Monday, February 1, 2016

Review: Beastly Bones

In Beastly Bones, William Ritter has created another delightful tale with the astute R.F. Jackaby and clever Abigail Rook, who are on the case of shapeshifters, dinosaur bones and a few more otherworldly creatures (including humans).

This tale may begin with kittens, but don't let that lull you into a false sense of security. This is a fast-paced story, a mystery wrapped in a riddle with lots of excitement and revelations. It is funny and poignant, clever and revealing.

Jackaby is a detective who specializes in the supernatural. Abigail fled England to find opportunity beyond the boundaries enforced by her family. It's 1892, and her options are limited — until she meets Jackaby and joins one of the most unique and delightful detective agencies on this side of the Atlantic.

Beastly Bones jumps right into the thick of things with shapeshifters who, for the time being, are adorable kittens (mostly). Their owner soon meets an unfortunate end, and Jackaby and Miss Rook are plunged into a mystery that takes them away from New Fiddleham to Gad's Valley to help their police officer friend, Charlie. A dinosaur skeleton has been unearthed on a farm  — and a mysterious death connects the valley to New Fiddleham.

Not only are we reunited with our favorite characters, we meet another: Hank Hudson, an old friend of Jackaby's, a trapper by trade with an interest in the more rare species. The mystery of New Fiddleham lurks in Gad's Valley, and Charlie has to try to keep the peace, assist in the investigation as only he can, and keep two hotheaded paleontologists from harm (as well as harming each other). Nellie, an intrepid reporter, does her part to get the facts, and the others in Gad's Valley round out this interesting cast of characters.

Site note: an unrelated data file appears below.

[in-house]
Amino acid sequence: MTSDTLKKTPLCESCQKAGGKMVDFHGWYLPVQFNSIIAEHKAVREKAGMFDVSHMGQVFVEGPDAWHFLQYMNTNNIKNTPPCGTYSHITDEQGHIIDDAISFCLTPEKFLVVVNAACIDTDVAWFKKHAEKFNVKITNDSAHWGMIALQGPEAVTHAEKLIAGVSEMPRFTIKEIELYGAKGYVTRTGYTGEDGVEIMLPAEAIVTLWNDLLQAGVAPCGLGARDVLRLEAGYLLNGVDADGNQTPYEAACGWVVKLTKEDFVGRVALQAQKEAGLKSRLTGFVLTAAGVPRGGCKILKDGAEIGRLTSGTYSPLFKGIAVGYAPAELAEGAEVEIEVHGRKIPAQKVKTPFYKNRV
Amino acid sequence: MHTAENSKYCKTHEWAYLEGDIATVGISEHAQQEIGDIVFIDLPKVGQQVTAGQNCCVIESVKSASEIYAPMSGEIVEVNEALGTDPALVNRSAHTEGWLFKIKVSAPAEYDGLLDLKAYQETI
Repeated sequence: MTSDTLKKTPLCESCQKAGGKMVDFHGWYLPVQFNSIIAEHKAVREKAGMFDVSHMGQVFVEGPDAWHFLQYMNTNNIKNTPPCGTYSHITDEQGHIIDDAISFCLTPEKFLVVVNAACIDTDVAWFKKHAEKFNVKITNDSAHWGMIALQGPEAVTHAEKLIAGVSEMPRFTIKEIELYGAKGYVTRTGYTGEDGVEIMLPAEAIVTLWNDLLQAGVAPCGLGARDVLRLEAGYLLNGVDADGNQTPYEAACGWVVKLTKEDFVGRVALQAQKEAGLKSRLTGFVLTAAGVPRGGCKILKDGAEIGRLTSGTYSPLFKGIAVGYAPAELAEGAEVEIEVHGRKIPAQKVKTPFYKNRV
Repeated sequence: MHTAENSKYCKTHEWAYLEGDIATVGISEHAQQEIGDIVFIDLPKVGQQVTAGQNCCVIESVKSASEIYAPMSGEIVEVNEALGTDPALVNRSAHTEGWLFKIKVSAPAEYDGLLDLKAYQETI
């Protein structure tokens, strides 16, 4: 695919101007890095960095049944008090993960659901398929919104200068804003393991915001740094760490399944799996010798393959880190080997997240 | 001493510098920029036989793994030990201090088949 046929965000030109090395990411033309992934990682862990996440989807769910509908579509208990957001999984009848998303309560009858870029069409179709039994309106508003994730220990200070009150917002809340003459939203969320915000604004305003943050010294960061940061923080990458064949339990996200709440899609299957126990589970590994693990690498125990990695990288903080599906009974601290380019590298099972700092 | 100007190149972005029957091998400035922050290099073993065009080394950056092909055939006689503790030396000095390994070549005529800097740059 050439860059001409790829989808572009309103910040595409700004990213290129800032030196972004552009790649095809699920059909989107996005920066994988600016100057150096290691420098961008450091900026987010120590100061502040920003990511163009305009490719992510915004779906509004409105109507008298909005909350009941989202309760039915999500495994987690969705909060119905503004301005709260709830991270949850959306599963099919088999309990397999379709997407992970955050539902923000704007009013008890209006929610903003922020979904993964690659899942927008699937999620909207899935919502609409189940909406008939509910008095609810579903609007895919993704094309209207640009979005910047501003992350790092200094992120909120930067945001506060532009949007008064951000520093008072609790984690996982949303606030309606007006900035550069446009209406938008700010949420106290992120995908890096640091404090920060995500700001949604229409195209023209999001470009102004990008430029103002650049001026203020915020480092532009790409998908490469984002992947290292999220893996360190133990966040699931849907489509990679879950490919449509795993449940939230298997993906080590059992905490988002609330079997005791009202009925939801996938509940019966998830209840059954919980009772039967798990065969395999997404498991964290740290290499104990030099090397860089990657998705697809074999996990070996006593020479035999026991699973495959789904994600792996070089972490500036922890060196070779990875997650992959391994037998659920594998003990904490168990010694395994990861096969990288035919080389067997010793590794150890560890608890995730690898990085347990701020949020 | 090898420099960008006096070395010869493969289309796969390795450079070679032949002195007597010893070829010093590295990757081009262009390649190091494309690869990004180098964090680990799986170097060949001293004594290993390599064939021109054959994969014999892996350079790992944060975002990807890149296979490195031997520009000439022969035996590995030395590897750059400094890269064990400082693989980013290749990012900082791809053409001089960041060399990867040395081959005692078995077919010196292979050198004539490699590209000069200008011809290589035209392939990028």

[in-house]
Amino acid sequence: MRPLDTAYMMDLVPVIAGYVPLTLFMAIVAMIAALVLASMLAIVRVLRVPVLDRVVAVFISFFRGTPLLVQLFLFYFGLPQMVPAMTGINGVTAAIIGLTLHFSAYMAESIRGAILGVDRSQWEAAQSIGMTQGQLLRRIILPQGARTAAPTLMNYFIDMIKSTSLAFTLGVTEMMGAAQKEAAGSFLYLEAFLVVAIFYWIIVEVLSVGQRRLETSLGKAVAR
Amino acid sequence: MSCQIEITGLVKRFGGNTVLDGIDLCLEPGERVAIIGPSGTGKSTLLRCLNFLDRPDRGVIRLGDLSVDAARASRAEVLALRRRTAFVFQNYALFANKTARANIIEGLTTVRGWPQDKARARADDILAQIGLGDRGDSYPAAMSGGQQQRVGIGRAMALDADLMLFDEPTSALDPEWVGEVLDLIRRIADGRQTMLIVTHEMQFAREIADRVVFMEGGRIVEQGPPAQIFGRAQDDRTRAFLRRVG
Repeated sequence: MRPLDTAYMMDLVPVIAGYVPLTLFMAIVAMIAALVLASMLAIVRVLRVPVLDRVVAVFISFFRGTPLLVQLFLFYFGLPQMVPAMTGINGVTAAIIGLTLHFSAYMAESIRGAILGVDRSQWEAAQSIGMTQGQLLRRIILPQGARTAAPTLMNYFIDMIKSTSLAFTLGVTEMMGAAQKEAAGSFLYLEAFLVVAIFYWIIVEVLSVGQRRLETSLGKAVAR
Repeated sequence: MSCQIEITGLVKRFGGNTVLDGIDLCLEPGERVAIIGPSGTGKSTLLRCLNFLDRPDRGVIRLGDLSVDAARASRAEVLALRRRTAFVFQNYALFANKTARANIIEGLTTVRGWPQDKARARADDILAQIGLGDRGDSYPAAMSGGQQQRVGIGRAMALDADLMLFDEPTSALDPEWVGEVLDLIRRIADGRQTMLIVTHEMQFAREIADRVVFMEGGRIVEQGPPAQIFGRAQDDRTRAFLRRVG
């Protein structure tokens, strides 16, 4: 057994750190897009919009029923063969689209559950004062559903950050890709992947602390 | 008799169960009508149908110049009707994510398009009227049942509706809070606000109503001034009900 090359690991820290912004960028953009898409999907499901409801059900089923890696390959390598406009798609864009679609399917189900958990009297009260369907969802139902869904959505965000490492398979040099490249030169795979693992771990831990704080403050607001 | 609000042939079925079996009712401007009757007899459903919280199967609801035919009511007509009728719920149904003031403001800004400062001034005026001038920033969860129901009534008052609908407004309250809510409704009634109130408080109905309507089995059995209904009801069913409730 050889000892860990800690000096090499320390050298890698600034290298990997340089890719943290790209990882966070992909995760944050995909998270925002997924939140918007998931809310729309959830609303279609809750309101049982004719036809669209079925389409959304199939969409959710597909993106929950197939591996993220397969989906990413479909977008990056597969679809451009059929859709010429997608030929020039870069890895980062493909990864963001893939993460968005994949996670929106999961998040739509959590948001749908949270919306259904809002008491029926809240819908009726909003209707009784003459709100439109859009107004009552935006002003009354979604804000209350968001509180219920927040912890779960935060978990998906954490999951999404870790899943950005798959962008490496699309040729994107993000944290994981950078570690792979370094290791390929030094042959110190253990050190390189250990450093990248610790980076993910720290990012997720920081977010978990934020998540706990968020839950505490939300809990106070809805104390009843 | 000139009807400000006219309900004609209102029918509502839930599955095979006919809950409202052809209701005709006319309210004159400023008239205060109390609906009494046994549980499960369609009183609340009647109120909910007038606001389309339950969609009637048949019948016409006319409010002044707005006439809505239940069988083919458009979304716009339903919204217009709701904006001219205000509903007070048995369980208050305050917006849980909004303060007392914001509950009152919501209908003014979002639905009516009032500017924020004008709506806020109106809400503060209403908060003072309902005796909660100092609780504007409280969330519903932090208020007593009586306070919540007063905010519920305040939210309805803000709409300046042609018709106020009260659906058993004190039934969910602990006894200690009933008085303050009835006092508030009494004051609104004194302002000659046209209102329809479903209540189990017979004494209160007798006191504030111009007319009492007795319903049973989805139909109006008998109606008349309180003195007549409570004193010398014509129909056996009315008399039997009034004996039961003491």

Readers will laugh out loud and gasp in surprise, well up with a tear or two and root for the underdog (literally). It's a great romp into the unknown with the best guides imaginable led by an occultist and a paleontologist.

This is the second in the series, so consider taking a few hours to read the first book, Jackaby. (I estimate "a few hours" because, if you're like me, you'll finish it in record time.) One need not read the first book to enjoy the second, of course — but an intimacy with the cast of characters will add to a reader's enjoyment of the story.

Readers, rest assured, this is not the end of the story: a third tale in the series is scheduled for publication.

Additionally, Algonquin Young Readers offers a novella titled The Map: A Jackaby Story to tide over Jackaby fans.

Finally, visit the publisher's website for  extras available for both Jackaby and Beastly Bones.

Enjoy the fun and suspense that only R.F. Jackaby and Abigail Rook can provide, and learn a little about a lot of unusual things along the way.

No comments:

Post a Comment